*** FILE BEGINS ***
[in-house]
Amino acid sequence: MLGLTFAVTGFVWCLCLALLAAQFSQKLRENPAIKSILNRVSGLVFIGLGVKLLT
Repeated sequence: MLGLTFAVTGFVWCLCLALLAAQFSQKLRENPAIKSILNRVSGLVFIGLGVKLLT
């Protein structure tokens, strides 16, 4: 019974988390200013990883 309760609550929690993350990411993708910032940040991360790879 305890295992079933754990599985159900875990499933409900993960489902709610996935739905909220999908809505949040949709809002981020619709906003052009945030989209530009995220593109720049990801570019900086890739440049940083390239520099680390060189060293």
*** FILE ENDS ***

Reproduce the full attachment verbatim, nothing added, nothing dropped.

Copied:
[in-house]
Amino acid sequence: MLGLTFAVTGFVWCLCLALLAAQFSQKLRENPAIKSILNRVSGLVFIGLGVKLLT
Repeated sequence: MLGLTFAVTGFVWCLCLALLAAQFSQKLRENPAIKSILNRVSGLVFIGLGVKLLT
């Protein structure tokens, strides 16, 4: 019974988390200013990883 309760609550929690993350990411993708910032940040991360790879 305890295992079933754990599985159900875990499933409900993960489902709610996935739905909220999908809505949040949709809002981020619709906003052009945030989209530009995220593109720049990801570019900086890739440049940083390239520099680390060189060293």